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Opinion / Staff Leadership and Management / Storytellers

Persistence: Why It’s Hard Before It’s Easy

Persistence: Why It’s Hard Before It’s Easy

I’ve written about this very thing before, but I’m struck once again at how HARD things are before they become EASY.

My son and daughter took a few rounds of swimming lessons this summer. For my son, who only recently turned three, this was his first experience with swimming lessons, and they came at a time when he was only just beginning to enjoy just simply playing in the water.

Here’s how the first round went for him: During his first lesson, he cried hysterically from the first moment to the last, without a break. During the second lesson, he cried hysterically from the first moment to the last, with one or two pauses.

During the third lesson, he cried intermittently, with large breaks in between. During the fourth lesson, he whimpered from time to time but didn’t cry at all. By the last lesson he happily reached for his instructor, did everything she asked without so much as a whine, and when all was said and done, came running over to me beaming from ear to ear.

Everything, oh everything, is hard before it is easy. And what’s MOST hard is remembering that.

After the first lesson I was ready to call it in, declare him too young for swimming lessons, and rescue him from his sorrow. But the thing is, even though he cried the whole time, he still did everything his instructor asked of him. He cried while making rocket ship arms; he cried while kicking his legs; he cried while floating on his back. He cried, but he did it all anyway. Maybe on some instinctual level he knew better than most of us: that if he just hung in there it would get better eventually. Or maybe he didn’t realize he had the option to just NOT do it.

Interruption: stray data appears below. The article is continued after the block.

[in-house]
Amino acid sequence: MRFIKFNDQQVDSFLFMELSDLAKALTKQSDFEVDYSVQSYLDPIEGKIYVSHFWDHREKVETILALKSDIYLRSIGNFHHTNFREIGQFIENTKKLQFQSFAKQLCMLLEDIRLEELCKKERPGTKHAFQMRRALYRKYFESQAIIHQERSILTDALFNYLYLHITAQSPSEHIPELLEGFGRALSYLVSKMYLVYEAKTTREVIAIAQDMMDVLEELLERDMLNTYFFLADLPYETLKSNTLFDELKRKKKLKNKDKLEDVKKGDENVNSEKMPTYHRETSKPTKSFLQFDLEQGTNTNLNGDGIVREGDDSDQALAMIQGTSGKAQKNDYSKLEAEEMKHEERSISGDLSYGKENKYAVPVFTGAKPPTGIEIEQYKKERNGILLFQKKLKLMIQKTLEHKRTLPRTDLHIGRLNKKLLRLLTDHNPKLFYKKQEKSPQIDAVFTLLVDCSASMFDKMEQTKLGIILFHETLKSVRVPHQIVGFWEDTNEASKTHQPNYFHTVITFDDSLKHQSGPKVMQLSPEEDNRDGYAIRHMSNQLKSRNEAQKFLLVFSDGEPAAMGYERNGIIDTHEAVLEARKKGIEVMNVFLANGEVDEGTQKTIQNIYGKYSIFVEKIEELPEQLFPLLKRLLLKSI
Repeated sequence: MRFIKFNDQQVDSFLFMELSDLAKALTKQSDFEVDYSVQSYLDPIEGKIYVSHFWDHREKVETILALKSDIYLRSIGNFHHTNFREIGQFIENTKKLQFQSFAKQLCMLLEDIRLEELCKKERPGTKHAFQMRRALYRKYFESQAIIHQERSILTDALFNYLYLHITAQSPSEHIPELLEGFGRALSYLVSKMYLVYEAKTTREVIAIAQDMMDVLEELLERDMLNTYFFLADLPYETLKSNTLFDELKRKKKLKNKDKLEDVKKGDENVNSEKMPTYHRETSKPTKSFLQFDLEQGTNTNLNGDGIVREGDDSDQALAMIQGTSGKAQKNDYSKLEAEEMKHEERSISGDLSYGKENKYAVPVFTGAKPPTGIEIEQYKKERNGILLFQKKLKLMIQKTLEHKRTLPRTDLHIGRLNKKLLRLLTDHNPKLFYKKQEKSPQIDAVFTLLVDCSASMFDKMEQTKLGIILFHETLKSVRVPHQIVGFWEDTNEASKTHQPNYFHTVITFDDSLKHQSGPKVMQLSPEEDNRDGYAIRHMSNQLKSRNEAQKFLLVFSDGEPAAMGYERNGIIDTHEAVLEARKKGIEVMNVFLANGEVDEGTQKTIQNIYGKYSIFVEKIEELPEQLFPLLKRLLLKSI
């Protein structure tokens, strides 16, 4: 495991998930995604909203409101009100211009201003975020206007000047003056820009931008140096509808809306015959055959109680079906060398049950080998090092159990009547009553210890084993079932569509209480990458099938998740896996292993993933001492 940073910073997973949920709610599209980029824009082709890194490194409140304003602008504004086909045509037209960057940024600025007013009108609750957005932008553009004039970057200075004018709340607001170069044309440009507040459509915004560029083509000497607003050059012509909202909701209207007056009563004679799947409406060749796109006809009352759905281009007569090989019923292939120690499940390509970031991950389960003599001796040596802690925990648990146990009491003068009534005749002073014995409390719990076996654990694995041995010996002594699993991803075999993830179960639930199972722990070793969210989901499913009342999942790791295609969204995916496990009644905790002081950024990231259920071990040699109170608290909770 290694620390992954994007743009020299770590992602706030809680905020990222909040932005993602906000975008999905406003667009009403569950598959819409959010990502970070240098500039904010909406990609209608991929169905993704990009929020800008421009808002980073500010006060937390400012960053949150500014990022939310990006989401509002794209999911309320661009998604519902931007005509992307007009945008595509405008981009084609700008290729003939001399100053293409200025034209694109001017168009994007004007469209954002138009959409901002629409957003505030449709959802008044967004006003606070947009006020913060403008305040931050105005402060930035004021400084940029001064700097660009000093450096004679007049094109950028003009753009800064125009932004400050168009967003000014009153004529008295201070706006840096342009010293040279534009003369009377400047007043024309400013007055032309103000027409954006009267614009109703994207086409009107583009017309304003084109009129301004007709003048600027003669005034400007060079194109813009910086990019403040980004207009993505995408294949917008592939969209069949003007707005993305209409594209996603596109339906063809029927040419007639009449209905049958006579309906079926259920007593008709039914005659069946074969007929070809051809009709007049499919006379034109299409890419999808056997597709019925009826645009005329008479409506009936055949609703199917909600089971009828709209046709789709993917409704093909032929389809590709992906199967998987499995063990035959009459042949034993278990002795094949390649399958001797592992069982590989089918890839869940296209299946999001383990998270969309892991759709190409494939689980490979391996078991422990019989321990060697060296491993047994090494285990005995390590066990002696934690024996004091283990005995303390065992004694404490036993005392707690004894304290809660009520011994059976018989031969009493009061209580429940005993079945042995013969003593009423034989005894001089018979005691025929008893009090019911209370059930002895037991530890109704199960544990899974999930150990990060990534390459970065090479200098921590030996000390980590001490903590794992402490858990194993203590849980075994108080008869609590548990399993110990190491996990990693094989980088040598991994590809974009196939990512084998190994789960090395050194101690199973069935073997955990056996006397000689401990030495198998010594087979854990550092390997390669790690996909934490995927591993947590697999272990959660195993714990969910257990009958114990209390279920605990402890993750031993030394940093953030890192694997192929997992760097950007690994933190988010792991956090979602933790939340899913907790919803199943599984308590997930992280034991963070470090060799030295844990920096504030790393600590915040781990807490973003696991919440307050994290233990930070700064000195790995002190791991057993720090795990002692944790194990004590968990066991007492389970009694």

Either way, he inspired me with his dogged stick-with-it-ness.

His process through these swimming lessons reminded me that when I start something new it’s probably going to stink lousy rotten eggs. But just because it stinks lousy rotten eggs when I start doesn’t mean I should give up on it. It doesn’t mean I was wrong to think it was a good idea. Just because I’m terrible at something or I hate something or I’m scared about something when I start, doesn’t mean that’s the way it’s always going to be. In fact, all it means is I am beginning something new. All it actually means is that an opportunity for a new adventure is upon me. I’d actually be crazy to stop. (Unless it was as horrible the tenth time as it was the first time with no signs of improvement or joy. In that case I might want to re-evaluate the whole thing as to avoid becoming the definition of insanity.)

So if you’re about to start something and you’re worried you’re going to be bad at it or it’s going to make you feel uncomfortable or look awkward, or you’re afraid it’s going to be confusing… well, you’re probably right. Grit your teeth and get through day one. Show up for day two. Show up for day three. Chances are you will notice a difference in yourself, probably barely perceptible at first. Chances are, by the “end,” whatever that means for you, you’ll be beaming ear to ear.

And, more importantly: do that in front of your students, in front of your own children.

Show them, by modeling it, that hard things don’t often stay hard forever. Demonstrate that persistence really does make a difference, more often than it doesn’t. Share your feelings of frustration, your feelings of wanting to quit, your feelings of stubborn stick-with-it-ness, your feelings of pride, your feelings of joy. When you do all those things for the young people in your life, you’re providing them an invaluable map—you’re lighting the way for them to get through their own hard thing, and to know what to expect along the way. And that is an amazing gift.

How can you remember that everything is hard before it’s easy today?

For breakfast I had half a boiled egg, a handful of blueberries, and lots of coffee.

Author: @erikap

This post originally appeared on the Breakfast Club Blog on August 15, 2014.

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